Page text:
And you should also take advantage of the step up in basis at death. It looks like there's been some talk in Congress about changing this, but it doesn't sound like it's actually going to change in this tax bill coming up. Obviously, that is subject to change until the bill becomes law.

Dr. Jim Dahle:
But with a step up in basis of basically your heirs, their tax basis on the investments they inherit from you is the same as though they had bought them on the day of your death. And so, that is a great way to save on a lot of capital gains taxes for them.

Dr. Jim Dahle:
Those are the general ways in which you can save money on investment related taxes. Let's take some of your questions about investment taxes that we've gotten recently on the Speak Pipe.

Dr. Jim Dahle:
If you would like to leave us questions on the Speak Pipe, you can go to whitecoatinvestor.com/speakpipe, and we'll get your questions on the podcast and get them answered.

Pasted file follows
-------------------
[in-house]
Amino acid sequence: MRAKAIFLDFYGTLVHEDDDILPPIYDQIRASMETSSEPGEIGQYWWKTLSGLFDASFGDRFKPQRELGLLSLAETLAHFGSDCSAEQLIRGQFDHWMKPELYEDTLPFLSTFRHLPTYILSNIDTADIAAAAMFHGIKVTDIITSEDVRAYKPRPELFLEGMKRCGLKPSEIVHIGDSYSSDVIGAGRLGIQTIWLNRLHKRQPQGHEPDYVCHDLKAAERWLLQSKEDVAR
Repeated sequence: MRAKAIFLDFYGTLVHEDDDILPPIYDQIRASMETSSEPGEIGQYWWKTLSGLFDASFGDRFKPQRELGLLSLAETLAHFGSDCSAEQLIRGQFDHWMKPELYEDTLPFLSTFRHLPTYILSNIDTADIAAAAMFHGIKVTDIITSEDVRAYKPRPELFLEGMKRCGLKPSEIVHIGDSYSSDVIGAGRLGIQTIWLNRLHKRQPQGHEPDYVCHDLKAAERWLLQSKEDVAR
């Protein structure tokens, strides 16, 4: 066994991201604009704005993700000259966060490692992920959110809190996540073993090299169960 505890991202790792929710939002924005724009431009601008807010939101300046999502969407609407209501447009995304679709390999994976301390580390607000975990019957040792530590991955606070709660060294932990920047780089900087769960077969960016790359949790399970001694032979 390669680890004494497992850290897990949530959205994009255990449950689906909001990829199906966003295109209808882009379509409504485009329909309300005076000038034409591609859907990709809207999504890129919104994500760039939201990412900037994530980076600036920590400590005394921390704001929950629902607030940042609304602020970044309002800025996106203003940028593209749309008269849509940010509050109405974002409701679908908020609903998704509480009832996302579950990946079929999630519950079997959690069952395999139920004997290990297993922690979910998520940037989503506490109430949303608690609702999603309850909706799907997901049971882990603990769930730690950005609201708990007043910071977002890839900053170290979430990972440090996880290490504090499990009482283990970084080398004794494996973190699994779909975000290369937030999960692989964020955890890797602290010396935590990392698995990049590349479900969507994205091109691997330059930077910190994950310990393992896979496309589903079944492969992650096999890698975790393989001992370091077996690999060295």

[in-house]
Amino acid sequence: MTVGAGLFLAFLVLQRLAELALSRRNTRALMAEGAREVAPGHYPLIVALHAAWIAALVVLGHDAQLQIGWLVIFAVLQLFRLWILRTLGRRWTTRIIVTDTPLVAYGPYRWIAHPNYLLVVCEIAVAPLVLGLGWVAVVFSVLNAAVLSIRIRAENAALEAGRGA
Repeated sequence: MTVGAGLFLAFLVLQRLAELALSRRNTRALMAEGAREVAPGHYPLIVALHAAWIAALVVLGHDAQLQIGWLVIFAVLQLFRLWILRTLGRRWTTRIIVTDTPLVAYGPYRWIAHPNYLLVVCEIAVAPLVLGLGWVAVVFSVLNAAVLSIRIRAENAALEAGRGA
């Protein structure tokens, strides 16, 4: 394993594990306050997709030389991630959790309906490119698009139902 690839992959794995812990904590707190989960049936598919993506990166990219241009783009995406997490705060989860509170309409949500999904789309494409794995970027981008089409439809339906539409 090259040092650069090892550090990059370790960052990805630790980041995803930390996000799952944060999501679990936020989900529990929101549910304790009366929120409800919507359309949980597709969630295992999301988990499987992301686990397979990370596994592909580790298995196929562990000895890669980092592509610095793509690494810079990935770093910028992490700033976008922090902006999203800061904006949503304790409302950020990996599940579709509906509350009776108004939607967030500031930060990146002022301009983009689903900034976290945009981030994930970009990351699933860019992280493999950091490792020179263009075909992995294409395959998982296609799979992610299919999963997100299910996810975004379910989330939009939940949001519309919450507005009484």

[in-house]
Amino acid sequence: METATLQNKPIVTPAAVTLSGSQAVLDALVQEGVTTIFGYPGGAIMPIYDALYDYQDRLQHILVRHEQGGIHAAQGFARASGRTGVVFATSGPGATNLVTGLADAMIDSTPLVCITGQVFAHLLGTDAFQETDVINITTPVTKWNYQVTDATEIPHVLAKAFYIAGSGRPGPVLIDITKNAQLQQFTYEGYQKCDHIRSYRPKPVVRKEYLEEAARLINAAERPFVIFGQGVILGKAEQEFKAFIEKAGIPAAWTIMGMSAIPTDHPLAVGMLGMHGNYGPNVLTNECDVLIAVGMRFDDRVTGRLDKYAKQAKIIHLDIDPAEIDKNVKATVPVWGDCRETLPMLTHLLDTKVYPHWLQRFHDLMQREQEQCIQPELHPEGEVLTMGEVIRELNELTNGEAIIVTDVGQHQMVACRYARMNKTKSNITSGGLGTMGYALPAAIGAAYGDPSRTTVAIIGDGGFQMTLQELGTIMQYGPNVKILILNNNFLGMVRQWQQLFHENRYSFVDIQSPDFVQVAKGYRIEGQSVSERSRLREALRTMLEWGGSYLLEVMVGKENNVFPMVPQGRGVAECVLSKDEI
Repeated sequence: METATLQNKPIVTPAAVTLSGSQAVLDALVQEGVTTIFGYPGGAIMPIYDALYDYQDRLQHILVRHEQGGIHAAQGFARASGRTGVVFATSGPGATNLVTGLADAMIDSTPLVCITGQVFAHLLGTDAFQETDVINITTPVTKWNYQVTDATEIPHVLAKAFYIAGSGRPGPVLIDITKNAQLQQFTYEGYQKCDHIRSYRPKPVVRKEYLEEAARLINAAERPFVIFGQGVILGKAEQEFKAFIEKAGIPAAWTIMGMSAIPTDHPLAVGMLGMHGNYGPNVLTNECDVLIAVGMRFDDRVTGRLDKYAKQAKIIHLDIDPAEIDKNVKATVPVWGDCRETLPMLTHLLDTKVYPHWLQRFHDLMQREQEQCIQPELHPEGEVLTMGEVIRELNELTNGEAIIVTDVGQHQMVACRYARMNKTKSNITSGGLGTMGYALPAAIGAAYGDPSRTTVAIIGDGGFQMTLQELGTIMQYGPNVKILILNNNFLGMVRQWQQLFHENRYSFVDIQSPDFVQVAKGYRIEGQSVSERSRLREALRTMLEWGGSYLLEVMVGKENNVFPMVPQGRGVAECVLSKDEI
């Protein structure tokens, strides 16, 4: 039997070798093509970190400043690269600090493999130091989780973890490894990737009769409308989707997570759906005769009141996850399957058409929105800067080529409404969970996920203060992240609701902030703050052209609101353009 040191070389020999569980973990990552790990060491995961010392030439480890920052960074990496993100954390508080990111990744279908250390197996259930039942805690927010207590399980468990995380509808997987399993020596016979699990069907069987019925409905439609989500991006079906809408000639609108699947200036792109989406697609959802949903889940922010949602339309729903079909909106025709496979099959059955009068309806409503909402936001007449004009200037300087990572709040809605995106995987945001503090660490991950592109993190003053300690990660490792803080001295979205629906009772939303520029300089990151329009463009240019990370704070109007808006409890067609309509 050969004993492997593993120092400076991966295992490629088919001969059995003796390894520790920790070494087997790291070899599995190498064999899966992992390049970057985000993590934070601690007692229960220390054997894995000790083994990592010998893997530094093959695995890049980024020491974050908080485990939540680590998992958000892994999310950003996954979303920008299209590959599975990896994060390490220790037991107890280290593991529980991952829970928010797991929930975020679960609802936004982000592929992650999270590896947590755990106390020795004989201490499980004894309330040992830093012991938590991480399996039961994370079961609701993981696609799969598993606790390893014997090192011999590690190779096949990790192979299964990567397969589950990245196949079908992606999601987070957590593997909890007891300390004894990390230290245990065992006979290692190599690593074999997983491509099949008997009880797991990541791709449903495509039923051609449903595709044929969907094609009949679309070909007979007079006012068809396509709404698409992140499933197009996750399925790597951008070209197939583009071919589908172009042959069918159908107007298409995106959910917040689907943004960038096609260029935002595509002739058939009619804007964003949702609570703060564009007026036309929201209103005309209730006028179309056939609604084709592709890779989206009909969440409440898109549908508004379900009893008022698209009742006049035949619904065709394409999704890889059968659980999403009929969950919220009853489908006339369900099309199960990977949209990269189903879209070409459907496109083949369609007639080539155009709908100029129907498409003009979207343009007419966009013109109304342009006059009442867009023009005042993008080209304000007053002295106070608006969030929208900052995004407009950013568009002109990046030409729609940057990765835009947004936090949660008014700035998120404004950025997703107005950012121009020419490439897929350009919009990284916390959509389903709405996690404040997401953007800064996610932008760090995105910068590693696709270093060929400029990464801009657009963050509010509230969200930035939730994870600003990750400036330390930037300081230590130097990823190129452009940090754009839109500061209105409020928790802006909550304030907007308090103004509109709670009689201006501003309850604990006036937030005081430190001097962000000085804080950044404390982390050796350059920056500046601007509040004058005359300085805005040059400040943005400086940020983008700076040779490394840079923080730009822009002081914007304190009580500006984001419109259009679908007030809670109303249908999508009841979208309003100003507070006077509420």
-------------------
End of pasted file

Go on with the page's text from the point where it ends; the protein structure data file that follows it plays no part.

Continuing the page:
Dr. Jim Dahle:
Our first one, however, is not off the SpeakPipe. This one's from an email. This questioner asks, “What do you do in a bull market like this if you have no carry forward losses to apply? If your written investment plan calls for 60% US stocks, 20% international stocks and 20% bonds, what do you do to rebalance? US equity has had a huge run and to rebalance, one might need to take profits, that would not be very advantageous tax wise if you don't have any losses to apply”.

Dr. Jim Dahle:
Well, here's the deal with rebalancing. Whenever possible rebalance with new money. And for the first 10 years plus of your investment career, you should be able to do that because your new contributions are such a significant percentage of your total portfolio value.

Dr. Jim Dahle:
If you're putting in $50,000 or $100,000 this year into your portfolio, well, just make sure that money is going preferentially to the assets that have been lagging behind, and that will help you to stay rebalanced. And there's no tax cost. If you don't sell appreciated shares, there's no tax cost to that rebalancing.

Dr. Jim Dahle:
You can use dividends the same way. We always have our dividends in taxable, paid into cash so that they can be reinvested into whatever asset class is lagging. So, try not to sell shares whenever possible.

Dr. Jim Dahle: